New Vincent Van Gogh painting unveiled

‘New painting, old master’, now isn’t that a thing? Vincent Van Gogh may not have been an old master in the traditional sense of the title – it tends to be used to describe historical giants working before the nineteenth century – we’re in the twenty first century and can take a small amount of liberty for prose’s sake.
A new work by the Dutch post-impressionist painter has finally been declared as such, making it the first full-size canvas by the artist to be discovered since 1928. Sunset at Montmajour, executed in 1888, has been out of sight for many, many years, locked up in a Norwegian attic, before attempts at identifying it mistakenly denied it proper attribution.
Axel Rüger, director of the Van Gogh Museum, where the painting is now on show, admitted that the establishment had previously rejected the work in the early nineties, doubting its legitimacy, a decision informed, in part, by the fact it does not have Van Gogh’s signature on it.
However, beyond this, there was still a lingering unease and curiosity about the painting. The work, which is now considered to be indicative of the artist’s transitional style, was evocative of something special… something Van Gogh you could argue.
“We carried out art historical research into the style, the depiction, use of materials and context, and everything we found indicated that this is a work by Van Gogh,” Louis van Tilborgh and Teio Meedendorp, two senior researchers of the Van Gogh Museum, stated in an official press release.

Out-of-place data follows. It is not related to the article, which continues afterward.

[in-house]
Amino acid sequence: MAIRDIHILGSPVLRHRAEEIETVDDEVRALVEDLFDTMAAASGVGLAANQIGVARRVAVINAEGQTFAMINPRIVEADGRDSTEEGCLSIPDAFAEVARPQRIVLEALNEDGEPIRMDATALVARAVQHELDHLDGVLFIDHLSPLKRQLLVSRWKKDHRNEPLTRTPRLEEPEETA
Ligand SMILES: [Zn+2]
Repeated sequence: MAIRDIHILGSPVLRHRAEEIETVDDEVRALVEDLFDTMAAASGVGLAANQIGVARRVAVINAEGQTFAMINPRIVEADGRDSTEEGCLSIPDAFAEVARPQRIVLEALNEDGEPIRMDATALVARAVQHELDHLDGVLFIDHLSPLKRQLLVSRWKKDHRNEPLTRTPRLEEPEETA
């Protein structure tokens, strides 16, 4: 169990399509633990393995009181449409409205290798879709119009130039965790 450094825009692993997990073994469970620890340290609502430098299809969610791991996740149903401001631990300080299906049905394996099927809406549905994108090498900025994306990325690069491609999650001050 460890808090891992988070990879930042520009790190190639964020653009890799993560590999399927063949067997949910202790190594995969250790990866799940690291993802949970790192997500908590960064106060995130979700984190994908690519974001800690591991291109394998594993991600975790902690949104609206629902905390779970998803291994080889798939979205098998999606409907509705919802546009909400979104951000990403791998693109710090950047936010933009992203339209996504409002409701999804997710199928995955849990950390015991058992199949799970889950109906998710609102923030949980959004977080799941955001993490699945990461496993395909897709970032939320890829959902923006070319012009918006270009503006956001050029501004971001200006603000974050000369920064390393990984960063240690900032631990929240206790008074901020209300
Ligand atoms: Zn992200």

“Stylistically and technically speaking, there are a plenty of parallels with other paintings by Van Gogh from the summer of 1888. By means of research into literature and records, we were also capable of tracing the earliest history of the provenance of the painting. It belonged to Theo van Gogh’s collection in 1890 and was sold in 1901.”
It is a special painting. During the period of its completion, Van Gogh aspired to create a poetic energy, and it is this we can tellingly recognise in the many characteristic brushstrokes that went into producing this mesmeric work of art.
While he might have erroneously been dissatisfied with the end result, beyond this, he turned his attention to a much fuller aesthetic known as impasto, where the paint tends to be applied to the surface of a canvas in a much thicker manner.
This gives the work a fuller appearance, almost sculptural, as if the landscape or subject is aspiring to break free of the canvas. Though it is decidedly impressionistic, one could argue that it evokes the sentiments of hyperrealism, as if it is a window into a real world. That can be somewhat heavenly, as Van Gogh once said:
“If one feels the need of something grand, something infinite, something that makes one feel aware of God, one need not go far to find it. I think that I see something deeper, more infinite, more eternal than the ocean in the expression of the eyes of a little baby when it wakes in the morning and coos or laughs because it sees the sun shining on its cradle.”
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